Patti-Lynn Ryan, the town's new director of finance and treasurer, worked for the accounting firm of McGladrey & Pullen for several years as a senior auditor before going to work for the town of Stratford seven years ago.

While she was auditing cities and towns around Connecticut, Ryan worked long days and noticed that many town governments didn't have much office furniture or accounting software.

"They didn't have technology or competency, and needed people with a strong accounting background," Ryan said. "I went into Stratford as my first full-time municipal job. It was a different pace."

"You can't just go buy what you need," she said. "Most towns, a lot of towns, do their books on paper. And it's a different mindset; it's not corporate. In public accounting, there, people worked 12-hour days, and you don't go home until your boss tells you to."

Her mentor, Judy Doneiko, the finance director in Milford, encountered a similar change when she left public accounting to go work for a municipality 20 years ago. She spoke highly of Ryan.

"I found her to be a quick learner," Doneiko said. "Her accounting skills are strong; she's sensitive to the taxpayers. She also has learned how to properly work with unionized personnel."

Ryan rose from working as a finance project manager to assistant finance director to acting director of finance. The town of Stratford changed its form of government in December, and she applied for the opening in Cheshire soon afterward. She's pleased to find that Cheshire has few big crises.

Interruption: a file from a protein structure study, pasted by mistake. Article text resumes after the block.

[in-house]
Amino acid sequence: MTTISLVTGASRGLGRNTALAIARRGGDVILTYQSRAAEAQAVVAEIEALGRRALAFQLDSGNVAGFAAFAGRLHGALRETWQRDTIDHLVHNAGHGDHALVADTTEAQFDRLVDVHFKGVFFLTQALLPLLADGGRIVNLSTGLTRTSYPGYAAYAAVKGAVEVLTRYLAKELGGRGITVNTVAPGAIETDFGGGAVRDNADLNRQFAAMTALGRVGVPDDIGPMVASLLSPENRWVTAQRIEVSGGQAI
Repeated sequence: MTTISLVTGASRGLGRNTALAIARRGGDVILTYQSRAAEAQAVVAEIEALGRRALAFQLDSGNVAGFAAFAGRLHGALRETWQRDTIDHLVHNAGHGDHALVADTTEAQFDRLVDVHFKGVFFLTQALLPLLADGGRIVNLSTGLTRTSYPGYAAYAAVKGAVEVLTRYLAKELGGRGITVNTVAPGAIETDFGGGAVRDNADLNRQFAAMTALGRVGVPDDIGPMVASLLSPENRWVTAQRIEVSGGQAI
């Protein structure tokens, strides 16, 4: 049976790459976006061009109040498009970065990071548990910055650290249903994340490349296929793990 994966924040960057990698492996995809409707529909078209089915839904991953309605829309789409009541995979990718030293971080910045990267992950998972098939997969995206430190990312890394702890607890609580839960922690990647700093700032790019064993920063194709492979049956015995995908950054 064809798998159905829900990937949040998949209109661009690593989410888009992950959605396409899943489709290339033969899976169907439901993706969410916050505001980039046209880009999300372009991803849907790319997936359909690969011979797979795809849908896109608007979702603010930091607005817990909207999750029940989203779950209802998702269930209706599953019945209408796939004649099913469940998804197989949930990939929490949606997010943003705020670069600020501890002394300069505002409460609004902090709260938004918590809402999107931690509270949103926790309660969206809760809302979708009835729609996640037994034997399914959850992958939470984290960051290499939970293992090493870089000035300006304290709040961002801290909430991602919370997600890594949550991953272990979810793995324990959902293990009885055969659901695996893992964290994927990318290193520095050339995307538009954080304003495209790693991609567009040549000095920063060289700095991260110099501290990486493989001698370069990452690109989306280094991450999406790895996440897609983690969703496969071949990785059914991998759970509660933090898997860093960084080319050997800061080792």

"Here, it's not been boring at all," she said. "There's four union contracts, the police, dispatchers, Town Hall, and Public Works. I'm doing those. That's my entire month of May. I spent the first month seeing what's working. The finances are in great shape. The schools are new. I knew there would be challenges, but not as bad as Stratford."

Ryan started March 27 as finance director. Town Manager Michael Milone said in a statement then that she was starting "at a time where there are many initiatives and projects that will require her immediate attention." One, he noted, is changing the town to new accounting software. She said recently she was happy the money has already been approved, and she can start issuing a request for proposals soon.

"Ms. Ryan has demonstrated her ability in financial software project and systems management, debt management, bond issuance, pension investment and administration, supervision of assessment, collection and purchasing, risk management and insurance, labor negotiations and grievance handling, all areas in which she will have duties and responsibilities," Milone wrote.

Ryan will also be working on trying to get the town's bond rating upgraded. She said the town is in good shape, and bond rating company Moody's is too stringent on how much of a rainy day fund towns should have, and how much debt as a percent of their budget. She said Cheshire has been fiscally prudent in pre-funding certain expenses, which Moody's doesn't give it credit for.

Ryan is married and she and her husband, Jay, have four children. Three are in middle school and one recently started college. In their free time, the Ryans like to go hiking and climb indoor rock walls.

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